Martin: It’s one of those things that come up quite a lot at shows. A lot of people have asked how much we’re playing up current events. And obviously, with games, we’re developing them for years (The Occupation began development in late 2015). Games take too long for us to be like, ‘oh this is happening this week.’ It’s just very strange they happened at the same time. It’s like life imitating art.
I was listening to N.J. (Apostol) at EDX speaking to Prettygoodgaming’s Mike Williams, and he implied some parallels between the union act, and the political tensions in America, and the patriot act. Is it fair to say, then, that the game takes a broader political perspective?
James: The important thing for us is that we’re not trying to imbue a particular political view. We’re not trying to say ‘this a view you should have’ or ‘this is our view; listen to us.’ It’s all about putting a story and a situation, and giving you both the ability to find all the facts and figure it out, but also giving you limited facts so that you make your own mind up. You don’t know what you don’t know, and that’s key.
Martin: Even if you 100%ed everything and found out all the facts, you hopefully wouldn’t come out like, ‘oh so this is clearly right, and this is what the developer thought the right thing to do was is.’ One of the great things about a game is that you have a choice, unlike in films or books. We don’t want to beat anyone over the head with our morality.
So is that why you chose the ‘80s? To give it a bit of distance? Or was it something else?
James: Not particularly. It’s a cool era to explore, and it gave us license to play with the technology and things like that.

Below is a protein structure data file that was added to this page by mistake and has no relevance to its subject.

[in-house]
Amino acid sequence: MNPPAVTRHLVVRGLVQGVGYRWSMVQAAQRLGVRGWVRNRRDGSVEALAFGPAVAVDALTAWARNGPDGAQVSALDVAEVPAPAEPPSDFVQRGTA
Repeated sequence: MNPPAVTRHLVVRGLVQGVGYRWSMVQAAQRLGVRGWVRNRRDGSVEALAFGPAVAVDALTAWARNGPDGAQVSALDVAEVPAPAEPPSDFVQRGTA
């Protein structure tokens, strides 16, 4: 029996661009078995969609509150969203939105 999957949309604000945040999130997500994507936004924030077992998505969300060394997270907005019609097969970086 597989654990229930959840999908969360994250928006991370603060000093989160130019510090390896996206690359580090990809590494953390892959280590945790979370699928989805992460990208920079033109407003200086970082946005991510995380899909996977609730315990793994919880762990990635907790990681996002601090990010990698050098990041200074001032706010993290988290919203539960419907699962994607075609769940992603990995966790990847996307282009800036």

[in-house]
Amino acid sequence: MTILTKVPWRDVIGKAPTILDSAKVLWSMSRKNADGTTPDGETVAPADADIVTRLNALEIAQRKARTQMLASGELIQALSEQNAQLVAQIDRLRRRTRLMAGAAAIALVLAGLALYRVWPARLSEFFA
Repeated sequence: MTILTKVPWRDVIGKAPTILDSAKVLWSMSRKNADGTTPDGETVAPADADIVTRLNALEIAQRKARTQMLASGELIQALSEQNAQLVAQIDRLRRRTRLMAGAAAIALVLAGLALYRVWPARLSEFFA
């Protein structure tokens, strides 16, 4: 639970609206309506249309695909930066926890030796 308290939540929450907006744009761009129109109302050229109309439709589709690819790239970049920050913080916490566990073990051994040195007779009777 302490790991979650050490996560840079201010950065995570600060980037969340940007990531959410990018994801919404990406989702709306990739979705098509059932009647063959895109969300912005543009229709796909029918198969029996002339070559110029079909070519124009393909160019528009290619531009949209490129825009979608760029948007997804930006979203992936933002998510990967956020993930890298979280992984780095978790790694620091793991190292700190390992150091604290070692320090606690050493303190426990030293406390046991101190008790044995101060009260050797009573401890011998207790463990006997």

Martin: One issue was, and I think films have this too, that you spend so long just trying to explain away, ‘why couldn’t I just text them?’ Some of it was just down to the themes we wanted to go with. If you just had instant messenger, a lot of this would be pointless. But also, Ether was set a lot earlier, at the beginning of the 20th century, so this felt like the natural progression. It gives you a natural aesthetic to work with, too.
James: That’s another thing; we’ve always had this idea that our games would co-exist, so yeah it felt like the natural step.
I’d heard elsewhere that they might exist in the same universe; will you be paying lip service to Ether then?
James: Yeah, games like Bioshock and System Shock, they all kind of co-exist. We wanted to have this universe that was persistent across our games, even for the sake of making our body of work as a studio be relatable.
Obviously, it’s quite a narrative driven game. In terms of gameplay, what kind of thing will we generally be doing?
Martin: It’s really down to what you think is important. The initial inspiration was from a more systemic kind of gameplay. Games like Dishonored and Deus Ex were a big inspiration. A lot of them work in the sense that they give you a set of tools, and you have objectives, but how you achieve those is up to you. You could spend the entire time being a goodie two shoes, doing exactly what you’re told, and that’s not the wrong way to play; that’ll just give you a certain conclusion. If you’re more interested in X narrative that you think ‘oh well maybe I’ll have to get into this person’s office, then you would have to sneak into that.
James: We have a thread: you come in as a journalist, you’ve got meetings with certain people and certain times, so you have be ready to meet them around their offices around then. You can miss the meeting though. We have somewhat of a directive path, but it’s up to you really.
Martin: Something else we’ve got going on in the world is not exactly redundant narrative, but narrative that doesn’t necessarily feed through back into the main plot. Not everything is about the [union] act. People have their own lives going on: someone might be really concerned because their child’s sick at home, and you can follow that narrative all the way through.